A Primer on Greek Drama
– Civic festival
– Dionysian competition
– Millennia of theorizing
– Chorus and individuated characters
– The world’s most tedious arthouse film
A Primer on Sophocles
– Popularity and fame
– The Theban trilogy
– The lost plays of Sophocles
– The third person
Aristotle Reads Oedipus
– What makes tragedy good for the city?
– Freytag’s Triangle
– Breaking up the action
– How readings limit our readings
– Why Oedipus is like IKEA
David and Nathan and Oedipus and Tiresias
– Minimizing sin at the expense of the polis
– Why Oedipus is not a particularly evil king
– Who suffers with whom?
– On death and exile
– What is Oedipus condemned for?
– Tragic flaw or great mistake?
I’m A-Freud of That Play!
– How does Freud fare as a reader of Sophocles?
– Skipping centuries of critics
– De-mythologizing (but not what you think)
– Human desires
– Stunted development
– The connection to dreams
– Who’s the tragic hero here?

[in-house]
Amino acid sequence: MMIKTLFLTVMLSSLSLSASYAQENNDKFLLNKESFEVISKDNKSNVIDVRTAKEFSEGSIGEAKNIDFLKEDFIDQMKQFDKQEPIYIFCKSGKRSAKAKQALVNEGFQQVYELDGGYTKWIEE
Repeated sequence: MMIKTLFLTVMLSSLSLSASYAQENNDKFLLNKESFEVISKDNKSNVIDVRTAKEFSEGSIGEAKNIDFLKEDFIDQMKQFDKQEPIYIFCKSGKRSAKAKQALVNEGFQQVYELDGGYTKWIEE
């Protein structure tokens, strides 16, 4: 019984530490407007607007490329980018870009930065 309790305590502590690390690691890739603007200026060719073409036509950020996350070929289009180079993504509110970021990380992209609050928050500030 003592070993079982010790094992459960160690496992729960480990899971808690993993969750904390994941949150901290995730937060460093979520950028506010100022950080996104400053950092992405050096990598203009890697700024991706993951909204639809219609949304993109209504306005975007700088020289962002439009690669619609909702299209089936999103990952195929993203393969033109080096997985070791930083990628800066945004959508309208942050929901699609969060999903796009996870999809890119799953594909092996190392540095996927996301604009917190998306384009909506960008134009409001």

– Public and private virtues
– To whom your obligation?
– Why Creon is not a monster
– Antigone as feminist icon
– Sophocles and civil disobedience
– What does Sophocles do well?
– Why should Christians read him?
– The rebirth of tragedy
Aristotle. Trans. Gerald Else. Ann Arbor: U of Michigan P, 1967.
Dante. Inferno. Trans. Mark Musa. New York: Penguin, 2002.
Freud, Sigmund. The Interpretation of Dreams. Trans. James Strachey. New York: Basic, 2010.
King, Martin Luther, Jr. A Testament of Hope: The Essential Writings and Speeches. Ed. James M. Washington. New York: Harper, 1990.
MacIntyre, Alasdair. Whose Justice? Which Rationality? South Bend, Ind.: U of Notre Dame P, 1989.
Miller, Arthur. Death of a Salesman. New York: Penguin, 1998.
Nietzsche, Friedrich. The Birth of Tragedy and Other Writings. Ed. Raymond Geuss and Ronald Speirs. Cambridge: Cambridge UP, 1999.
Plato. The Republic. Trans. Allan Bloom. New York: Basic, 1991.
Sophocles. The Three Theban Plays: Antigone; Oedipus the King; Oedipus at Colonus. Trans. Robert Fagles. New York: Penguin, 2000.